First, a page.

Monday, February 29, 2016

Editorial: The problem with automated traffic enforcement

A red light camera cluster in Long Beach, CA
I have a serious hate-hate relationship with the idea of automated traffic enforcement. I hate the fact that safety is abdicated to the all mighty dollar. I hate the fact that despite just about every major independent traffic study demonstrating that automated enforcement actually results in more accidents, municipalities still use automated enforcement because they have adapted their budgets to count upon that stream of revenue. I hate the fact that the very presence of automated enforcement often contributes further to congestion as the presence of signs even hinting at the possibility of cameras makes people drive like their IQs have been cut in half. The truth is that automated enforcement does not work as a traffic calming or driving safety measure. Many municipalities are finally starting to wise up to that fact and some have even started to remove their traffic enforcement cameras when the revenue promised by the companies that install and manage the cameras never actually materializes and additional administrative costs are incurred by people fighting the tickets.

Friday, February 26, 2016

Long Term Test: 2007 Honda S2000 post# 6

Sixth update
Current Miles: 79,431

Not a lot has happened with the S2000 within the last few months. I had to replace the rear tires with a fresh set back in December in anticipation of El NiƱo, as my rear tires were nearly bald. I guess that is the price you pay for driving a rear-wheel drive sports car! Aside from a tire replacement, the S2000 has been running strong. A minor gas pedal squeak has reappeared, but it is nothing a little grease cannot fix. I have also recently discovered that my Pioneer head unit does, in fact, have native Pandora support. Coupled with T-Mobile's unlimited music streaming service, this has saved me on many a long drive.

Wednesday, February 17, 2016

Editorial: Goodnight, Sweet Prince

Earlier this month, Toyota announced that it was giving the axe to its youth oriented Scion brand in August of this year. What happened? This is supposed to a brand that is marketed towards the millennial generation which, in theory, should have been a very profitable gamble. Scion also prided itself on a very straight forward pricing plan (what you see on the window sticker is what you pay), which also meant that Scion vehicles were generally very well equipped without having to spend all day negotiating with a salesperson. People hate dealing with shady salespeople, so this should have been great, right? I will tell you what happened that led to Scion's demise, or at least what I believe to be the reasoning behind Toyota's decision.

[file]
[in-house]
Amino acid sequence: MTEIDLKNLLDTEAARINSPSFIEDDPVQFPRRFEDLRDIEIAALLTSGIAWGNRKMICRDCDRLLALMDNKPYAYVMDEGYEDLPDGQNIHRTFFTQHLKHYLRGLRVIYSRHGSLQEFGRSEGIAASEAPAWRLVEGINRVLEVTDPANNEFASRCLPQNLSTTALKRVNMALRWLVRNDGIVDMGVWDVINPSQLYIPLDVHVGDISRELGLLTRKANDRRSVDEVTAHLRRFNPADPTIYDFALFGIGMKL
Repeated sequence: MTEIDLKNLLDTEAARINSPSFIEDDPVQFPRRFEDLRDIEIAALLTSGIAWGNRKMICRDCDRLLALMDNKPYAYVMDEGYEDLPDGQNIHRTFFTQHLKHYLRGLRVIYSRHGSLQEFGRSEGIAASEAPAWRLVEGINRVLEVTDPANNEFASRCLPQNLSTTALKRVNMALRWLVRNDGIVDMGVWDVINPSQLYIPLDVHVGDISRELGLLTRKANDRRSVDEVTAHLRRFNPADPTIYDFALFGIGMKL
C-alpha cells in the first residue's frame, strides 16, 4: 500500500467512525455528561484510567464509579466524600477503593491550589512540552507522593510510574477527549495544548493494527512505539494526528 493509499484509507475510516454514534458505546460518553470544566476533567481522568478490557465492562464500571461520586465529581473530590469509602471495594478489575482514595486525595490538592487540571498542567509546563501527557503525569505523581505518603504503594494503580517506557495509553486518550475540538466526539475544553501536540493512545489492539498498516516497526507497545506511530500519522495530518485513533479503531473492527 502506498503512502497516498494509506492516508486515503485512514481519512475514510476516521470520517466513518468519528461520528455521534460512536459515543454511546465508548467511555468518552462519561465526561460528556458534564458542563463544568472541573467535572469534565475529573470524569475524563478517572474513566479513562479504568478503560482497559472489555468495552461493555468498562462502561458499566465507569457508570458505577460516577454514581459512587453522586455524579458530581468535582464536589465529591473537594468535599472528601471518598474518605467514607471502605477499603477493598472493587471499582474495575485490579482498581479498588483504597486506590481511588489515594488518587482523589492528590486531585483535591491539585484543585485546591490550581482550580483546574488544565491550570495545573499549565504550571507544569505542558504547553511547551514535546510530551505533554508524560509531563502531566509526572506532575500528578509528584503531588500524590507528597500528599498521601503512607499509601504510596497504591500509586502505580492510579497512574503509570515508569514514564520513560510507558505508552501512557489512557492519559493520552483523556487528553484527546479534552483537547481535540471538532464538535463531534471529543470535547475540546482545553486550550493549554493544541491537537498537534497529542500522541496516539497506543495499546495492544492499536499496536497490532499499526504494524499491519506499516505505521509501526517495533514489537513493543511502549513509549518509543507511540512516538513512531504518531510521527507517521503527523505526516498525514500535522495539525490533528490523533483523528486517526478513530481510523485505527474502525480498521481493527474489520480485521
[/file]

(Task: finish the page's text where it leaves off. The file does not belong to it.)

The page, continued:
Friday, February 12, 2016

Test Ride: 2016 CanAm Spyder RS-S

To be honest, I never understood the CamAm Spyder. It has all of the negatives of the motorcycle - the lack of crash protection, exposure to the elements, limited practicality, and excessive noise - with none of the benefits - outrageously quick acceleration, thrilling sensation of leaning into corners, ability to split lanes in California. For me, the Spyder always represented a segment of motorcycling that seemed too far outside of logical for me to really pay much attention to. Whenever I saw one on the road, I would generally roll my eyes and think to myself, "There goes another guy with more money than brains." So because of this, I had never really expressed much interest in giving the CanAm Spyder a test, even though their demo days seemed to be omnipresent no matter what city I lived in. This time around, at the International Motorcycle Show, I figured it was time to get over my prejudices and see if I could make sense of why people would find this thing even remotely appealing.

Wednesday, February 10, 2016

Editorial: The lack of vision of local governments is why our roads are congested and terrible

I recently attended a meeting of my region's Council of Governments (COG), which is a body made up of the leaders of the region's cities and helps to set priorities and plans for programs in areas ranging from community development to pollution control to transportation planning. It is this last area that was of interest to me as I was there to speak on behalf of an advocacy group that was seeking discreet funding for active transportation projects. Listening to a few presentations on the already established priorities and the current state of various projects followed by debate on the recommendation to offer discreet funding for active transportation projects, it became immensely clear that this body is one of the key reasons why our roads in much of the area are often terribly congested.

Friday, February 5, 2016

Drawing Board: Lightweight RWD sedan

Imagine this but with two more doors and a fixed roof...
We haven't done one of these in a while, so lets take this opportunity in this new year and pontificate about a car that currently does not exist on the market.

From 2007 until 2012, my wife and I were proud owners of a hand-me-down 1999 Mazda Miata. It was a special edition car made in limited quantities and packed with lots of performance goodies like the then new 6-speed manual transmission and a limited slip differential between the rear wheels. The car was an absolute hoot to drive thanks to a curb weight of just 2,350 pounds. Its raw and tossable nature always made me wonder why Mazda never attempted to translate the chassis into other vehicles to add to the line-up. Just imagine what a treat it would be to have a light weight compact four-door sedan that offered all of the fun of the Miata, but significantly more practicality.

So that got me thinking, what would such a car really look like?